IBM defines a smart city as “one that makes optimal use of all the interconnected information available today to better understand and control its operations and optimize the use of limited resources.” (IBM would probably define a smart president as one who doesn’t consistently refer to the internet and everything relating to it as “the cyber”.)
A smart city ‘learns’ from the reams of data constantly generated by its citizens –whenever they use public transport, or visit a museum, or fill out an online request to have their old fridge disposed of –and adjusts itself accordingly. This web-connected network of people, data, objects and services is often referred to as the ‘internet of things’, or IoT.
A smart city ‘learns’ from the reams of data constantly generated by its citizens
An example of how the internet of things can work: in Copenhagen, buses running behind schedule will signal to the traffic lights at upcoming intersections, which respond by timing green lights so that the vehicle can make up time. Everybody on-board gets to work on time, unaware that it’s the smart city surrounding them that made that possible.
Here in sunny Manchester, 22 companies – including Cisco, BT and Siemens – have partnered for CityVerve, an ambitious, £10 million project that will transform the local infrastructure to create one of the world’s most advanced smart cities. Pioneering use of IoT will interconnect everything from transport to health services, reaping great rewards – including a 3% reduction in energy costs across the city, and health and social-care improvements worth £30 million over the next ten years.
Once again, Mancunians lead the way…
3. An Efficient City Running on Sustainable Energy = A Smart City
Trump’s plans for dealing with America’s energy needs are centred around a return to the days of unregulated fossil fuel-drilling and coal-fired power plants. Unsurprisingly, not everyone – in fact, hardly anyone – thinks this is a great idea. “Many of his proposals don’t seem to appreciate the complex forces that drive the energy system,” commented noted energy economist Richard G. Newell, possibly while holding his head in his hands.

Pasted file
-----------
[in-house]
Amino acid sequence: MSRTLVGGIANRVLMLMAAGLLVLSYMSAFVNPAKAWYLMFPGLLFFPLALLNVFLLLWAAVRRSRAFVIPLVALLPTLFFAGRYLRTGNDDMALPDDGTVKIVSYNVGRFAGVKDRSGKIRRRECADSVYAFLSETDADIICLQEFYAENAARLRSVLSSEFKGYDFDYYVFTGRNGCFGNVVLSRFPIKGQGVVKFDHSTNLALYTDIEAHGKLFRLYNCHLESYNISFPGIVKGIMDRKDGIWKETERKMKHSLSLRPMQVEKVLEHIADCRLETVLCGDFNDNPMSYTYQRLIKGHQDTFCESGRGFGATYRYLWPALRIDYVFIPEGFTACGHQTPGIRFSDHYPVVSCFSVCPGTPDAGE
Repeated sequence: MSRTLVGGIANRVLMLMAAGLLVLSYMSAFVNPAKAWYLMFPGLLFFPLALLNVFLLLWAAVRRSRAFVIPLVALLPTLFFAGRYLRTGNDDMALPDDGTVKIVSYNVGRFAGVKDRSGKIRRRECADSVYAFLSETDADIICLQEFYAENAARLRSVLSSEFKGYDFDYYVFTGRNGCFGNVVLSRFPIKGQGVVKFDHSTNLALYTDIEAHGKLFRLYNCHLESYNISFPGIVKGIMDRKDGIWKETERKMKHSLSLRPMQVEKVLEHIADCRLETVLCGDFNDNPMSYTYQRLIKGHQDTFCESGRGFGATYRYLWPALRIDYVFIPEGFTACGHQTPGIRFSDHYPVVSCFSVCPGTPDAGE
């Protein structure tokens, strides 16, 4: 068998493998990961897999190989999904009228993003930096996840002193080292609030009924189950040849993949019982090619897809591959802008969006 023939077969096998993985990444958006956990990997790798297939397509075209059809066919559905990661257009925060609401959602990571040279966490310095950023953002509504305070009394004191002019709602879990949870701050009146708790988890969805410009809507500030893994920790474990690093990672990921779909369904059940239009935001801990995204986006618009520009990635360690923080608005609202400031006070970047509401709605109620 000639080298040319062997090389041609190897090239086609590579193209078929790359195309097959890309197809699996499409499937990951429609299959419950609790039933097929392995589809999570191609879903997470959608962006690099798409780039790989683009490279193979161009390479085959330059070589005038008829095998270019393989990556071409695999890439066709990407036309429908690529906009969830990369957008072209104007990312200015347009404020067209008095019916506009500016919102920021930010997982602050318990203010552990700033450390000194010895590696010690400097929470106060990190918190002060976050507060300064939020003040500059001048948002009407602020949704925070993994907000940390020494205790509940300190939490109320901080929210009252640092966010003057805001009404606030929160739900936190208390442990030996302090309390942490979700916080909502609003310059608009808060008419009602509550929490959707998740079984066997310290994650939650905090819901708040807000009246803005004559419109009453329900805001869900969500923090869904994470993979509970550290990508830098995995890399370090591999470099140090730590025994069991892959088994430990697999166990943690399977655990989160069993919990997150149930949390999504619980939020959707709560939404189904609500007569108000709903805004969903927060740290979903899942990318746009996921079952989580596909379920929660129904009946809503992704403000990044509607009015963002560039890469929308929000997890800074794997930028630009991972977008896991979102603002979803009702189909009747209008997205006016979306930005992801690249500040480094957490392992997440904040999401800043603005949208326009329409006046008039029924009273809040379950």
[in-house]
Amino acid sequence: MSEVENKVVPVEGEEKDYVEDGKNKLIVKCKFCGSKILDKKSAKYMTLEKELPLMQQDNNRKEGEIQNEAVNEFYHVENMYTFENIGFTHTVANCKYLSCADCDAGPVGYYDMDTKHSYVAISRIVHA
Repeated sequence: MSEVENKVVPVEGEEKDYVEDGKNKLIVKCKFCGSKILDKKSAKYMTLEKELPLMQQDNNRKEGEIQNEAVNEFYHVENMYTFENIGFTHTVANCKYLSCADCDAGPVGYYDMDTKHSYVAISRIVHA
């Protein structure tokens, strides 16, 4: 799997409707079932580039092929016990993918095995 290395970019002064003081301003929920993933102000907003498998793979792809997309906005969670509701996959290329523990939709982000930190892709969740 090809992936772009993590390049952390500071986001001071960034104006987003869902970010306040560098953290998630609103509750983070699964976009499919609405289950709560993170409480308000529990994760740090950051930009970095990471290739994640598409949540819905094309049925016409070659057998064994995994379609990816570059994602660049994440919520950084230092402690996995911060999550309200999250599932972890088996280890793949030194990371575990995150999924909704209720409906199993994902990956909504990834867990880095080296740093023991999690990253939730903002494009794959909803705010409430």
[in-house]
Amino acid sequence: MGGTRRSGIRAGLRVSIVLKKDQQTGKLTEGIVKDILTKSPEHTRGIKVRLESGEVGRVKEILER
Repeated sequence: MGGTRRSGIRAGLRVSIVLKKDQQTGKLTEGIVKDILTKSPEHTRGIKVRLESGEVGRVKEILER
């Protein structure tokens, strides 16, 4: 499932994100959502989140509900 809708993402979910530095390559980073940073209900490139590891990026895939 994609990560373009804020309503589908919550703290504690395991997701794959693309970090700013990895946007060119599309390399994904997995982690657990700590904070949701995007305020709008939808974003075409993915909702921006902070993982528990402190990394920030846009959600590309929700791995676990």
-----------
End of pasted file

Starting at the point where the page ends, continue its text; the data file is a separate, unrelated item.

Smart cities, however, have an altogether more forward-thinking approach to energy production. The era of ‘energy 3.0’, as it’s known (the people behind smart cities love cool-sounding buzz-phrases) will entail not only an increasing reliance on sustainable energy – solar- and wind-power and so on – but will see the deployment of the aforementioned ‘internet of things’ to greatly reduce inefficiency and energy consumption.
‘Energy 3.0’ will entail an increasing reliance on sustainable energy
At its most basic level, this involves sensors turning off lighting, air-conditioning, escalators in public spaces etcetera when nobody is around to make use of them. On a more in-depth level, progressive energy companies in some US cities now offer reduced billing rates to customers who allow their Nest-controlled thermostats to be remote-varied by a couple of degrees during surge periods, while many are preparing to offer similar discounts to customers whose homes feature intelligent fridges and washing machines that only ever use the minimum amount of energy required at any given moment.
Which means that, yes, there are now fridges that are smarter than Donald Trump.